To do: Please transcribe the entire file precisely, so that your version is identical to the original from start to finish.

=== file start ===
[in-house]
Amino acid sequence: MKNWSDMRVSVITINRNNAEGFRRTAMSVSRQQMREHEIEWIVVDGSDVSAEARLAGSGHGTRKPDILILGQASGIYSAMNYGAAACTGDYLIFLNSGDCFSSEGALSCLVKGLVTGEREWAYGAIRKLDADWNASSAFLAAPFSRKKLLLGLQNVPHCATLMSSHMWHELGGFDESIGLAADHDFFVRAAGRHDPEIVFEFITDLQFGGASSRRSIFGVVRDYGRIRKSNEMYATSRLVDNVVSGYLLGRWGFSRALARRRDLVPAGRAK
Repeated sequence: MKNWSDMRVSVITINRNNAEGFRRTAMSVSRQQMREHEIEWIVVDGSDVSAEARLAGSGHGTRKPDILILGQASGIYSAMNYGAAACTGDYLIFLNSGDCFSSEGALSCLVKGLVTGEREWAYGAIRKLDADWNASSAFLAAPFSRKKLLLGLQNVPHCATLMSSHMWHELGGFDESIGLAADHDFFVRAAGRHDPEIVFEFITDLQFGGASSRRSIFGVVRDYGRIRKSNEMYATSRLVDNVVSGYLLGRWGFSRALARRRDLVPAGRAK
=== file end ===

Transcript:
[in-house]
Amino acid sequence: MKNWSDMRVSVITINRNNAEGFRRTAMSVSRQQMREHEIEWIVVDGSDVSAEARLAGSGHGTRKPDILILGQASGIYSAMNYGAAACTGDYLIFLNSGDCFSSEGALSCLVKGLVTGEREWAYGAIRKLDADWNASSAFLAAPFSRKKLLLGLQNVPHCATLMSSHMWHELGGFDESIGLAADHDFFVRAAGRHDPEIVFEFITDLQFGGASSRRSIFGVVRDYGRIRKSNEMYATSRLVDNVVSGYLLGRWGFSRALARRRDLVPAGRAK
Repeated sequence: MKNWSDMRVSVITINRNNAEGFRRTAMSVSRQQMREHEIEWIVVDGSDVSAEARLAGSGHGTRKPDILILGQASGIYSAMNYGAAACTGDYLIFLNSGDCFSSEGALSCLVKGLVTGEREWAYGAIRKLDADWNASSAFLAAPFSRKKLLLGLQNVPHCATLMSSHMWHELGGFDESIGLAADHDFFVRAAGRHDPEIVFEFITDLQFGGASSRRSIFGVVRDYGRIRKSNEMYATSRLVDNVVSGYLLGRWGFSRALARRRDLVPAGRAK